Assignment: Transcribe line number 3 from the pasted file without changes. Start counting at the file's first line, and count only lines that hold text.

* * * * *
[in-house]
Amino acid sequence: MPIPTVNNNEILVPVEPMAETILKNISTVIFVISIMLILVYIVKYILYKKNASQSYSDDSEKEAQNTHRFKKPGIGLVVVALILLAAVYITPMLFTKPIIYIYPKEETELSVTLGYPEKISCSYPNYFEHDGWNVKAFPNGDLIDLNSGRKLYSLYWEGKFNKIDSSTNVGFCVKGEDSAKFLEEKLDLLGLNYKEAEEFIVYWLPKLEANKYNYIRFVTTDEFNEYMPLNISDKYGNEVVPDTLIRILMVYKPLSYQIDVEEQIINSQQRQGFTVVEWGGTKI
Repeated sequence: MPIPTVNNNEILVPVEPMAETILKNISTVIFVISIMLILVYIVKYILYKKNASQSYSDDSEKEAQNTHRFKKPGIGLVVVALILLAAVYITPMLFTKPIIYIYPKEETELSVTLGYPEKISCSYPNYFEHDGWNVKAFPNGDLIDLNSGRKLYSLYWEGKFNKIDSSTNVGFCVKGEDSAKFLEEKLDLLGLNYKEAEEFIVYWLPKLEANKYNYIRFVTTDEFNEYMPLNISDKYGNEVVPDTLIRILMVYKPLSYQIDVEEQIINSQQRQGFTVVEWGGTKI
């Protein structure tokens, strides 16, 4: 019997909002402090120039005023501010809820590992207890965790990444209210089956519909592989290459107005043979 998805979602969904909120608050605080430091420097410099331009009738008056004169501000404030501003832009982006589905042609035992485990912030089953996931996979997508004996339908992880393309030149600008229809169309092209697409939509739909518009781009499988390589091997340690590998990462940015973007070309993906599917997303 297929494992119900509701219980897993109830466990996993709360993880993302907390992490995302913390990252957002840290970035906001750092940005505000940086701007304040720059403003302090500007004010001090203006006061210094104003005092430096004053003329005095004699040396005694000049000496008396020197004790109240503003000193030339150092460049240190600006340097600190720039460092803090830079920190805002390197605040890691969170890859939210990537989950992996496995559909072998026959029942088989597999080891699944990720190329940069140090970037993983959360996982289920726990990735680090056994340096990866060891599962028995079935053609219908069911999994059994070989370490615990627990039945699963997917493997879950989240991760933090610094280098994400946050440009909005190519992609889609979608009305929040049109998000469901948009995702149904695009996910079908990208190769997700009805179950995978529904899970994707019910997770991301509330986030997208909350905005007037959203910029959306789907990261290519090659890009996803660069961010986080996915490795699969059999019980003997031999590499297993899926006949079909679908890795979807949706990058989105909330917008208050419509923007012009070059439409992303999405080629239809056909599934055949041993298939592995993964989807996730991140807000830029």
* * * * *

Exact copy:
Repeated sequence: MPIPTVNNNEILVPVEPMAETILKNISTVIFVISIMLILVYIVKYILYKKNASQSYSDDSEKEAQNTHRFKKPGIGLVVVALILLAAVYITPMLFTKPIIYIYPKEETELSVTLGYPEKISCSYPNYFEHDGWNVKAFPNGDLIDLNSGRKLYSLYWEGKFNKIDSSTNVGFCVKGEDSAKFLEEKLDLLGLNYKEAEEFIVYWLPKLEANKYNYIRFVTTDEFNEYMPLNISDKYGNEVVPDTLIRILMVYKPLSYQIDVEEQIINSQQRQGFTVVEWGGTKI